Growing, selling and using cannabis is legal in California under state law. So many people across the country were shocked last week to see images of Alameda County sheriff’s deputies hacking through marijuana plants with hedge trimmers during a bust at 18 locations across the Bay Area that netted up to 500,000 plants and millions in cash.
The truth is that while California does have a state sanctioned and highly regulated market for cannabis, illegal grows still exist and are in fact thriving. The Bay Area seizures illustrate just how lucrative and incentivized this modern-day illicit trade in cannabis has become.
California weed growers are reshaping a national and global marketplace just as the state’s vintners did with the wine industry. But the cumbersome legal environment of cannabis regulation threatens to squander this economic opportunity.
Most of the responsibility lies with the federal government. Continued federal cannabis prohibition has created a web of compliance concerns and economic disequilibrium that would be smoothed by reform. But California’s prohibitive excise taxes and the excessive costs associated with licensing make the Golden State’s system ripe for abuse and puts compliant operators at competitive disadvantage.
The latest development is the use of so-called “burner licenses,” in which gray-market operators benefit from features of California’s legal market, while diverting legal cannabis into illicit markets out of state.
The advantages of this setup are obvious to anyone who’s tried to operate in the state’s legal market. By using a distribution license to acquire legally grown cannabis and then reporting the crop as “lost,” “damaged” or even in cold storage, illicit operators can sell to eager customers across state lines, where California herb fetches a premium and state regulatory reach ends. In the end, they avoid taxes and the compliance costs of running a legal business by letting the license expire and moving on to a new license.
California is a victim of its own success in cannabis. Cultivators in the state harvest an incredible amount of high-grade flower — more than Californians can consume — as cannabis connoisseurs everywhere else pay top dollar to illicit actors who smuggle it out of California.
It’s happening at a prodigious rate.
“California produces 13.5 million pounds of marijuana annually — but Californians only consume 2.5 million pounds of it,” according to a 2017 study by the state Department of Food and Agriculture, which means illegal operators are exporting more than 10 million pounds a year.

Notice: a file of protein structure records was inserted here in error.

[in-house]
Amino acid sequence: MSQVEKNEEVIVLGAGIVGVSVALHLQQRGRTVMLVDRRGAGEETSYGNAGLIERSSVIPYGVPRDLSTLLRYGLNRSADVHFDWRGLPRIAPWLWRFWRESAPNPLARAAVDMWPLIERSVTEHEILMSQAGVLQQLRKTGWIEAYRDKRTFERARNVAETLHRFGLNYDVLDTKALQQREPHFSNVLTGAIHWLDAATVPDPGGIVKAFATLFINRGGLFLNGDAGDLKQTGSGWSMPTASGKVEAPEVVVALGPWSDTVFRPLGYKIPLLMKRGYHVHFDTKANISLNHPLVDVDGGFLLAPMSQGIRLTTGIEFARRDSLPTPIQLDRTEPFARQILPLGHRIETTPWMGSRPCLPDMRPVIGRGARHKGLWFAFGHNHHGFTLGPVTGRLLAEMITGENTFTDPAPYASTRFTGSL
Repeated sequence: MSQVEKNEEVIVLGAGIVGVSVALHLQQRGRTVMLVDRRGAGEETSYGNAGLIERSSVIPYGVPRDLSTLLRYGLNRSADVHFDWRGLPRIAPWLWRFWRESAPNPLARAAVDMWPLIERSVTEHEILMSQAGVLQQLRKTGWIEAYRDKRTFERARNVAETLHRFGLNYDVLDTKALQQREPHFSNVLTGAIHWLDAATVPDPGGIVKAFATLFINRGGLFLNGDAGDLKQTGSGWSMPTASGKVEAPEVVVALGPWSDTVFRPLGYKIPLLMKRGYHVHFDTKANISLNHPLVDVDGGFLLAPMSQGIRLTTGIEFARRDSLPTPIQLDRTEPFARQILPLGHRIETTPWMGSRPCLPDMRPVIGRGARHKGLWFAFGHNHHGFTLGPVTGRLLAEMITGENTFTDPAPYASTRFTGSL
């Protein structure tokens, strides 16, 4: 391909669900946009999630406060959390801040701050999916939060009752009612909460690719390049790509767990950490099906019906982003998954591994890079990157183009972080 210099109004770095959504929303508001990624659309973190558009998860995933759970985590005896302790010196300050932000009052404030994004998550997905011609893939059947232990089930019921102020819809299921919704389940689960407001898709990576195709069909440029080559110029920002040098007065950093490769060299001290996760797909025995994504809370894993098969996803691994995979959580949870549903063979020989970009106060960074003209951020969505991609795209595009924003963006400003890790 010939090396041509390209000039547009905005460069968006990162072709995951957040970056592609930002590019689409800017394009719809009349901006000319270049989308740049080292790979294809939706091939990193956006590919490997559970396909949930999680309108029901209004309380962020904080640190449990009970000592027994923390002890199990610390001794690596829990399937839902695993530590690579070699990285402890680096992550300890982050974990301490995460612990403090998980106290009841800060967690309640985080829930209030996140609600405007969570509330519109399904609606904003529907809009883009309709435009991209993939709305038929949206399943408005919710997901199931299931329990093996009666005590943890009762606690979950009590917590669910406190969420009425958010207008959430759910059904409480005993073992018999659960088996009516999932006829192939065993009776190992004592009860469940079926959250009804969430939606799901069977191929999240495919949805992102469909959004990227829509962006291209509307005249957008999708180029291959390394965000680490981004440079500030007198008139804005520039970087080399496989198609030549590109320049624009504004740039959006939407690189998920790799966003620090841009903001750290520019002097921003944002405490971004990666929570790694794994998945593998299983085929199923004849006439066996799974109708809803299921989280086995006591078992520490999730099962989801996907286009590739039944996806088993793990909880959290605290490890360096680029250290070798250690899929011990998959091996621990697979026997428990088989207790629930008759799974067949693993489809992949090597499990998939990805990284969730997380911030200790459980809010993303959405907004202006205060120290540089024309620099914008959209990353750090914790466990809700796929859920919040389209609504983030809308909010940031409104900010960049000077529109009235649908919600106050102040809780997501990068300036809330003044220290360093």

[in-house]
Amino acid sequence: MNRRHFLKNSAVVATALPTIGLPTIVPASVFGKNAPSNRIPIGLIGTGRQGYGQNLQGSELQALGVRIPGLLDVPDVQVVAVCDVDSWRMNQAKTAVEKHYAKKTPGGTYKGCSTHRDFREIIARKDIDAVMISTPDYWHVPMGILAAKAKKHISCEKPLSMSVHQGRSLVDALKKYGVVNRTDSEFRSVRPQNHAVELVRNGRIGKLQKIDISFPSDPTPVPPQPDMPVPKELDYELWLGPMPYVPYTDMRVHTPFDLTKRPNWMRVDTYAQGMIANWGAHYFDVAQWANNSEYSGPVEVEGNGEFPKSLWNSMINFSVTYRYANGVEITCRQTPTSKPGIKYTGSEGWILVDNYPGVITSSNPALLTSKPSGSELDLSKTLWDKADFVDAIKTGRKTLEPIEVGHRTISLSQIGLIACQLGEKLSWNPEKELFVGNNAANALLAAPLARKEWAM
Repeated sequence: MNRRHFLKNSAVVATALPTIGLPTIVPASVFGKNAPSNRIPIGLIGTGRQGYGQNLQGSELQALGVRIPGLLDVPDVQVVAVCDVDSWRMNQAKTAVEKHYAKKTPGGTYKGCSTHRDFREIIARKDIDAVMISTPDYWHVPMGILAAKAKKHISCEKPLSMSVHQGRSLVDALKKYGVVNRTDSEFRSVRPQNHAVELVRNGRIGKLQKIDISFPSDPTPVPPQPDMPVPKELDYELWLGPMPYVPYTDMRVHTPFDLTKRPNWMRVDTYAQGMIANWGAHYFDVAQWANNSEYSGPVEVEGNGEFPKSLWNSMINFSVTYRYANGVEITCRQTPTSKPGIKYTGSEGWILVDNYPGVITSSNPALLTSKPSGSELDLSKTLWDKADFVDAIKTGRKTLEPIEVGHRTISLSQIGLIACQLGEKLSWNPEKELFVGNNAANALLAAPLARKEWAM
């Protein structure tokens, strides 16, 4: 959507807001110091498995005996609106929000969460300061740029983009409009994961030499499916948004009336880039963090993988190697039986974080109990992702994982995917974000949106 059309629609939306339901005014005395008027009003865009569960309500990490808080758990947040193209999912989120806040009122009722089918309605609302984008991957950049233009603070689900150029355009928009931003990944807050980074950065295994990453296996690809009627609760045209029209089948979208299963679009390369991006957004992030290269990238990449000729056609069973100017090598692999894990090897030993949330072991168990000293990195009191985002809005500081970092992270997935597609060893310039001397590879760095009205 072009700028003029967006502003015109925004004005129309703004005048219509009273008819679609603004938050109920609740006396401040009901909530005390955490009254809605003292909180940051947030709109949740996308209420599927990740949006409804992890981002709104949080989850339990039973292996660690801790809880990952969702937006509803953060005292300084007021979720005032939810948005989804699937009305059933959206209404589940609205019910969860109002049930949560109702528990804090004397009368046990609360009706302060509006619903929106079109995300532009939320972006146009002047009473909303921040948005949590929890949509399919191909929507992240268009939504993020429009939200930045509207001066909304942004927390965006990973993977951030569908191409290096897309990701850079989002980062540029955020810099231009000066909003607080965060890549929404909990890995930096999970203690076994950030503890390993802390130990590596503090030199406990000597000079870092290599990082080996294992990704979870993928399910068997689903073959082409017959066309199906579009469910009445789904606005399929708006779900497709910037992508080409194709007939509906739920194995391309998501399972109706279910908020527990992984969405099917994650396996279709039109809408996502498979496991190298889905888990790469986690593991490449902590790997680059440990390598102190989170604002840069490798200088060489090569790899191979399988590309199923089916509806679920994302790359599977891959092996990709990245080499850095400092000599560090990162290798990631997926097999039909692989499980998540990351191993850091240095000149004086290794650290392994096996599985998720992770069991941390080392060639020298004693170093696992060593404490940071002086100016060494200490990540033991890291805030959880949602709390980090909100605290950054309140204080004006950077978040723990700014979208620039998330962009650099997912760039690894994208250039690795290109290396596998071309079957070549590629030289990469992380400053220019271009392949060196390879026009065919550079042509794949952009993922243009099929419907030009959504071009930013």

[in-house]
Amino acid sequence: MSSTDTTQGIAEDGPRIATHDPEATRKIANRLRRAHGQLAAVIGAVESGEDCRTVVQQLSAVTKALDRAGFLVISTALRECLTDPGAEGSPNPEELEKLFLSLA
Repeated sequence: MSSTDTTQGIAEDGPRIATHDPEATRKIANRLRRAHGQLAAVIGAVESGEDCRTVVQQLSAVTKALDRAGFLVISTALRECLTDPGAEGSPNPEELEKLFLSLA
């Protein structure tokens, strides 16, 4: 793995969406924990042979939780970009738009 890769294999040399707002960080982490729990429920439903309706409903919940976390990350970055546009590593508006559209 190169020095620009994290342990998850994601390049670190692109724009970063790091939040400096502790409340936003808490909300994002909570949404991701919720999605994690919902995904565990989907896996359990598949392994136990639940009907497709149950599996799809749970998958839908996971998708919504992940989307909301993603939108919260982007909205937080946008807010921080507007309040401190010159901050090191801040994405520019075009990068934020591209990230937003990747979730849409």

Unregulated grows cause problems for the environment and wildlife of California. A UC Davis study found that “an anticoagulant in rat poisons like d-Con” has been affecting wildlife in California due to chemical runoff from unregulated grows. On public lands in California and elsewhere, illicit pot growers harm the environment in numerous ways.
By exploiting California’s decriminalized environment, illegal operators are gaining the upper hand on legal businesses that are struggling to play by the rules. State and local social equity programs in California can’t compete on price. Legal weed is more expensive, and the illicit market offers comparable product-brand selection. Conversely, illegal operators face few penalties for avoiding taxes and selling product outside the legal marketplace. In the end, communities lose tax revenue, businesses lose customers and the environment loses responsible stewardship.
The Department of Justice reports that using law enforcement to address unregulated narcotic production is neither efficient nor effective, and catching illicit polluters after they pollute still leaves behind expansive and damaging remediation issues. The only equitable solution rests with the federal government: open the country to interstate commerce in cannabis with as few barriers to entry as possible.
This would level the playing field and give law-abiding businesses access to the tools and opportunities they need to succeed: intellectual property protection, federal aid, crop insurance and tax breaks for small businesses.
Interstate trade is happening, but it’s happening without federal public health and safety regulation or tax enforcement. The serious policy answer is for Congress to allow and regulate cannabis commerce among legal states and nations. Congress ended alcohol prohibition in 1933 with the Blaine Act, and in doing so, it reduced organized crime, protected the public from tainted alcohol and enabled the collection of taxes.
Licensed and compliant California businesses deserve an opportunity to really compete. Congress should let them.
(Randal John Meyer is executive director of the Global Alliance for Cannabis Commerce and a co-coordinator of the Cannabis Freedom Alliance.)